Apocalyptic, catastrophic and silent representations in contemporary Mexican painting
Posted on 30 January, 2018
Adriana Zapett, Edwina Moreno y María Eugenia Garmendia
One of the modalities of contemporary Mexican painting seems troubling to us, as it displays the self-destructive potential of human beings both individually and collectively, bearing witness to angst and hopelessness. In images of strange beauty, dealing with cruelty and the tearing apart, the injury or mutilation of the body, or perhaps the crumbling down of an imaginary space represented on canvas, the painter transforms the death drive into figurability. (1)
The fictional and the real in the pictorical representation of the apocalyptic and catastrophic are powerful triggers to generate the tension between the attraction and repulsion that drive the spectator’s emotions. The gaze as scopic drive pores over the devastation, the unformed and abject in the inorganic state and in all the enigmatic aspects that feed the death drive. Paradoxically, we long for existence even though there is in all of us a sickness unto death, as Hegel puts it.
Diverse notions of the end of the world, along with the catastrophist ideas that have accompanied human beings in their historical becoming, reveal the powerful potential for self- destruction tha inhabits us as an unconscious force, uncontainable, unpredictable and overwhelming. We are the outcome of a complex fabric in which the life drive represents gradients that modulate the desire of existence in which each one of us singularizes this
In today’s world, humanity has suffered through several catastrophes of increasing intensity and frequency. Not just natural catastrophes, but antropogenic ones as well: political, social, financial and technological, where the death drive emerges in sudden and violent fashion. Nature has forcefully manifeste itself in hurricanes such as Emily and Wilma (2005) in México, Katrina (2005) and Harvey (2017) in the United States; tidal waves such as the Indonesia tsunami in 2004; earthquakes as in Kashmir, in India and Pakistan (2005), Sichuan, China (2008), Haití (2010), earthquake and tidal waves in Japan (2011), in Mexico City on September 19, 2017, on the same day as the 1985 earthquake; heatwaves in Europe (2003) and Russia (2010), with temperatures above 41° Celsius; floodings in the Mexican states of Tabasco and Chiapas in 2007. These are just a sample of the most devastating natural phenomena of the 21st century, related to global warming, that have cost thousands of lives, provoked diseases, epidemics, fear, insecurity, depression and post-traumatic stress, ravaged family and national patrimonies and economies, disrupting everyday human life and damaging the social fabric. Time blurs them… but not so their traces.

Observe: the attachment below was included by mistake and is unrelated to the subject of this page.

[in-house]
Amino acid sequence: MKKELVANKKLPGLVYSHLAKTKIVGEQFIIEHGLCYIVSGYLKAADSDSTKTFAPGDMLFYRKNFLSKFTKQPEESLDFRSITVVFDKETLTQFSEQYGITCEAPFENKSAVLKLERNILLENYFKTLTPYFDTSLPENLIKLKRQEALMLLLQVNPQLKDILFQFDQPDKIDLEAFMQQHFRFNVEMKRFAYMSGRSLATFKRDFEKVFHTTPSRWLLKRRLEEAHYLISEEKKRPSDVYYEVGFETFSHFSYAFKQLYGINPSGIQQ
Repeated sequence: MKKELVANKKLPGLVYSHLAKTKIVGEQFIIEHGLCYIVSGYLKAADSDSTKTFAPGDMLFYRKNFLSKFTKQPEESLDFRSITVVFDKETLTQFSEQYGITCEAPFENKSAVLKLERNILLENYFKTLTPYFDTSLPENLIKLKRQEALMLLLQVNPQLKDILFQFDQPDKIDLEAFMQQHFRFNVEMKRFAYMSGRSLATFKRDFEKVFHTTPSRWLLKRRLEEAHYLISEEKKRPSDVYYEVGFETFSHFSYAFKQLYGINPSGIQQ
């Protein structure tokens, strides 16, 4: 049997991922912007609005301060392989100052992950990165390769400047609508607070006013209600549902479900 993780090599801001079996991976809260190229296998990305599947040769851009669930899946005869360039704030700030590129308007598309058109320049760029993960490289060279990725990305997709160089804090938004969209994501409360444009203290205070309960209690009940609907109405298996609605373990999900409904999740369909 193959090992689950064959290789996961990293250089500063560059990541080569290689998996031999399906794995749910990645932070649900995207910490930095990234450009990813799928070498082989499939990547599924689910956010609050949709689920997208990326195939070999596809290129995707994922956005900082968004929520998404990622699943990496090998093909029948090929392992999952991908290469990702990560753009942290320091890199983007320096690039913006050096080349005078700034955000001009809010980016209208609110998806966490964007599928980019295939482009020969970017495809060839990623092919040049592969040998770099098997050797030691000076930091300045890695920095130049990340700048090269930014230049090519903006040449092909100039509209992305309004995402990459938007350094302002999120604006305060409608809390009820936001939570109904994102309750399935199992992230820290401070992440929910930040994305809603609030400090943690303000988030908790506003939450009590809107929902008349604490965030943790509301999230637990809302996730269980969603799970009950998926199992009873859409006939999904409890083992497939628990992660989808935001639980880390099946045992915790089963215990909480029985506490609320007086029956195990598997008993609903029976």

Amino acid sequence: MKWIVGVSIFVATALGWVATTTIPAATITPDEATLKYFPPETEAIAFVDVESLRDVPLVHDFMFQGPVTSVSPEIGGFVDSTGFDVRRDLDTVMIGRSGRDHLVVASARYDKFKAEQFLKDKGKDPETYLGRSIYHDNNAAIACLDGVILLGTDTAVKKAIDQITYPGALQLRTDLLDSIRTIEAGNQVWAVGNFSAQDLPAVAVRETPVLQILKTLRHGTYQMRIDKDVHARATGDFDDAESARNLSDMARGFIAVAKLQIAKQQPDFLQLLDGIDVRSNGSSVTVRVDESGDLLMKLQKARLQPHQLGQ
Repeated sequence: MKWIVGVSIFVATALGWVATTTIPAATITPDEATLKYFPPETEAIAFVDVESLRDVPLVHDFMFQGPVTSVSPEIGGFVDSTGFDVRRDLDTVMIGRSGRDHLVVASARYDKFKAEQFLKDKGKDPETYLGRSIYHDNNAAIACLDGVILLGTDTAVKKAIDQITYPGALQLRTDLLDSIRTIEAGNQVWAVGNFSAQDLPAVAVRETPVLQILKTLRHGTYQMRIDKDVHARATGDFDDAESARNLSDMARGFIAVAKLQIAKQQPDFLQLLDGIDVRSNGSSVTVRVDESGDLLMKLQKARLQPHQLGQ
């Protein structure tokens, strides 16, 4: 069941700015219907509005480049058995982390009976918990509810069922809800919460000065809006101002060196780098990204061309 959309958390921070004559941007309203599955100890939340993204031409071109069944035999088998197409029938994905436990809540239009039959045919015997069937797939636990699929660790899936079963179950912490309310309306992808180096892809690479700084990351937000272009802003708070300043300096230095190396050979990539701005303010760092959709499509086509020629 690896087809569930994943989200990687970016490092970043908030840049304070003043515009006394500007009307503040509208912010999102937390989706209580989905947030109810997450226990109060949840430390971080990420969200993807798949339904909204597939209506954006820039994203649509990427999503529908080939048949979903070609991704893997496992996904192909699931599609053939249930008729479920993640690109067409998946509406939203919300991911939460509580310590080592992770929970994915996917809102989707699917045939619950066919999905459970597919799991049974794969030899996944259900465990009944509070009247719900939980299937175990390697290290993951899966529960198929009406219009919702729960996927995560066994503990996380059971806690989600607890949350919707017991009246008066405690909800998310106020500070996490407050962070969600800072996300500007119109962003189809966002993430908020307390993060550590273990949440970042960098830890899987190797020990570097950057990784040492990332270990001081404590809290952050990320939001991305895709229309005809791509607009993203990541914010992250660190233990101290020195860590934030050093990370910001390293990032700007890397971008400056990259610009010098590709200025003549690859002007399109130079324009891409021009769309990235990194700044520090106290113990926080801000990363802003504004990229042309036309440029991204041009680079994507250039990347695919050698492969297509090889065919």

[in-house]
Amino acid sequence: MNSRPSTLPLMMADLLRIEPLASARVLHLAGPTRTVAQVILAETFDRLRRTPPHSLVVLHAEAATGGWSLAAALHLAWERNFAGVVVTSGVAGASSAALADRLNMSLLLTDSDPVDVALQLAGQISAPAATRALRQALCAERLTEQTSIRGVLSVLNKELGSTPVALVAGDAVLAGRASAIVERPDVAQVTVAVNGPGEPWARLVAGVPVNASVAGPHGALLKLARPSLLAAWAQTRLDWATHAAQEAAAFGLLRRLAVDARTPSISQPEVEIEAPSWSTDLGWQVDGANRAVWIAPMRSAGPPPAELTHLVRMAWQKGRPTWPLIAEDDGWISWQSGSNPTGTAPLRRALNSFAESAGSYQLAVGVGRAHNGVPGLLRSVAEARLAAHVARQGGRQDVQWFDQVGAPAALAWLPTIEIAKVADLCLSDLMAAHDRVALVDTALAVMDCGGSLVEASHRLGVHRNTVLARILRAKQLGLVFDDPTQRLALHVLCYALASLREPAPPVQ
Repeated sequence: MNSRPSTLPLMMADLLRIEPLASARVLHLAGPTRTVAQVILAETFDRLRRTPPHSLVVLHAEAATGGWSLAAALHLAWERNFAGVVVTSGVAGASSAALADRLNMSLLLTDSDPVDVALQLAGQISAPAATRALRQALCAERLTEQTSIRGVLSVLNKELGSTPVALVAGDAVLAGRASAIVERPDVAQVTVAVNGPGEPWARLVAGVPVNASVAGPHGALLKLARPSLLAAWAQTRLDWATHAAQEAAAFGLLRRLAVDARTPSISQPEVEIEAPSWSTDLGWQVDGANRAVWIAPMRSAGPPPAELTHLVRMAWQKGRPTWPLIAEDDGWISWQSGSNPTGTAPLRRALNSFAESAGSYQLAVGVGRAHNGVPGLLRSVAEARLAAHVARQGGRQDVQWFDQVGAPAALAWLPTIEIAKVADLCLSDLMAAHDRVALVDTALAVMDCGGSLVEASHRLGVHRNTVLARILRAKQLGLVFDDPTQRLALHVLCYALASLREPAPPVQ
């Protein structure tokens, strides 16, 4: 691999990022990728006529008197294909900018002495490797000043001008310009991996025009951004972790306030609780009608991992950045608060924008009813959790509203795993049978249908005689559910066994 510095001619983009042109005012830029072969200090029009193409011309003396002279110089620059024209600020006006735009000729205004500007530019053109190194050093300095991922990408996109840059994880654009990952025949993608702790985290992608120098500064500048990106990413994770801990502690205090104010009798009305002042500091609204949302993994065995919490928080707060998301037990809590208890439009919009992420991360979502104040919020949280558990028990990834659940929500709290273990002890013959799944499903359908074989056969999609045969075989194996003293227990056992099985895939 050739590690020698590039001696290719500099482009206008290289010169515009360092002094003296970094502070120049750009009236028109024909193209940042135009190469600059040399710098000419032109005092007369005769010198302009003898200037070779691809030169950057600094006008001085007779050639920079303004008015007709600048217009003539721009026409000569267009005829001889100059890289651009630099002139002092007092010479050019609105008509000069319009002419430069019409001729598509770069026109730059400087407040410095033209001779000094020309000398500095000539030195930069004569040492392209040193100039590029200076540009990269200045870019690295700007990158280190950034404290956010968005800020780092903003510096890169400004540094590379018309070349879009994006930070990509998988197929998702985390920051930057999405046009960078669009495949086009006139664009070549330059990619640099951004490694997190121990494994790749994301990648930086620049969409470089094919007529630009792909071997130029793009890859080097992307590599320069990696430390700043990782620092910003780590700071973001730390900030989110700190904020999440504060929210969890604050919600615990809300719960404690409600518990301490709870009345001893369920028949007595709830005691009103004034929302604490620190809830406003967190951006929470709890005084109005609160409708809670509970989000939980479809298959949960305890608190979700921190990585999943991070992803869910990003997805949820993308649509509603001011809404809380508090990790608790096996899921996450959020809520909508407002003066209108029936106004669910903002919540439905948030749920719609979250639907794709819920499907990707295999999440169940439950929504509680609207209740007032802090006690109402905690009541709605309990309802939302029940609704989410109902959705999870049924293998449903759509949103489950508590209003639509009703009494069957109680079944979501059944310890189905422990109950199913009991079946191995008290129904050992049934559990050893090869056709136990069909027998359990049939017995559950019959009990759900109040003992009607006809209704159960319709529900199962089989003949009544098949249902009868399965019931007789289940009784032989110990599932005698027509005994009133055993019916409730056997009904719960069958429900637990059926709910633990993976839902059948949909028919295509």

Separate mention must be made of the epidemics and pandemics provoked by humans throughout history. Here, the death drive has fed the psyche of kings, rulers and politicians, who have ordered their scientists the creation of deadly viruses such as anthrax, aids or ebola, in order to exterminate part of the world’s most vulnerable population: Third World populations, as is the case with Africa. They aim at reducing overpopulation, to avoid more poverty and hunger in the near future.The constant scientific research into the manipulation of pathogens implies the possibility of an apocalyptic bacteriological war.
Today, most of the world is ruled by a technoscientific system. An apparent feeling of peace is supported by fragile mechanisms, such as those established in the political world, revealing that just as our planet’s inner magma provokes fractures in the tectonic plates that alter the surface, human destructive impulses, in an iteration of outrageous and cruel acts, give rise to a time of catastrophes.
We are immersed in latent dangers, emanating, as we have stated, from the minds of rulers driven by their powerlust to eliminate their enemies, diregarding the potential annihilation of all or part of their adversary’s nation. Such is the case with US President Trump’s threat to exterminate North Korea if Pyongyang continues to carry out nuclear tests. Concern and tension are justifiably on the rise, since it would be catastrophic for a country to detonate a nuclear weapon in the atmospere to produce an electromagnetic impulse that would shut down all electronic devices and systems, paralizing industries, communications systems and economies. How long would humanity survive without light, fuel, transportation, work, medical care and food?
Pondering human finitude in today’s global technoscientific space makes us question how death is capitalized, perhaps as non-transcendent death. In spite of the prevailing ideas on the destructive implications of technology which generate catastrophes, and that humans are pervaded by disappointment and indiference, leaning towards nihilism, we see that this is not the only way, as thought expands towards other means of survival involving technology in terms of a fusion of the human and the artifact. This is not just a matter of a lack of genuine convictions and especially values; the worldview goes beyond those parameters, and the paradigm change we are witnessing runs very deep.